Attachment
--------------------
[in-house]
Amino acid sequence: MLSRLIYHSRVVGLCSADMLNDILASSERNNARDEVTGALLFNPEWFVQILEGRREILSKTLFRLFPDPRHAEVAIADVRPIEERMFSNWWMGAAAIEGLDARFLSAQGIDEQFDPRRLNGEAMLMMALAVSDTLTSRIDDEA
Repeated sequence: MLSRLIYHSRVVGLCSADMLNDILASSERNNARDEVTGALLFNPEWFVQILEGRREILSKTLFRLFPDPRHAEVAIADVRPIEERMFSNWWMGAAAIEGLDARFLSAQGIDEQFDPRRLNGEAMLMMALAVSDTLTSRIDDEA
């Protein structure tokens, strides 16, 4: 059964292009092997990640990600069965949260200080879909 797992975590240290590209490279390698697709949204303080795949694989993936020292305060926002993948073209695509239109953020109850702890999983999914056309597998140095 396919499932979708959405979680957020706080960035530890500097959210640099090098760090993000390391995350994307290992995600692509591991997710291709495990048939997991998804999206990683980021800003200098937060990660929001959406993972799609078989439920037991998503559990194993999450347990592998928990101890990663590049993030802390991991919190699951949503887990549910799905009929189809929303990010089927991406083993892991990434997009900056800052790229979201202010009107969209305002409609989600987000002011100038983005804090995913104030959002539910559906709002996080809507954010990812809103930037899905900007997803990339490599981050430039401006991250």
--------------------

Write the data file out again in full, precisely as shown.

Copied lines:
[in-house]
Amino acid sequence: MLSRLIYHSRVVGLCSADMLNDILASSERNNARDEVTGALLFNPEWFVQILEGRREILSKTLFRLFPDPRHAEVAIADVRPIEERMFSNWWMGAAAIEGLDARFLSAQGIDEQFDPRRLNGEAMLMMALAVSDTLTSRIDDEA
Repeated sequence: MLSRLIYHSRVVGLCSADMLNDILASSERNNARDEVTGALLFNPEWFVQILEGRREILSKTLFRLFPDPRHAEVAIADVRPIEERMFSNWWMGAAAIEGLDARFLSAQGIDEQFDPRRLNGEAMLMMALAVSDTLTSRIDDEA
């Protein structure tokens, strides 16, 4: 059964292009092997990640990600069965949260200080879909 797992975590240290590209490279390698697709949204303080795949694989993936020292305060926002993948073209695509239109953020109850702890999983999914056309597998140095 396919499932979708959405979680957020706080960035530890500097959210640099090098760090993000390391995350994307290992995600692509591991997710291709495990048939997991998804999206990683980021800003200098937060990660929001959406993972799609078989439920037991998503559990194993999450347990592998928990101890990663590049993030802390991991919190699951949503887990549910799905009929189809929303990010089927991406083993892991990434997009900056800052790229979201202010009107969209305002409609989600987000002011100038983005804090995913104030959002539910559906709002996080809507954010990812809103930037899905900007997803990339490599981050430039401006991250």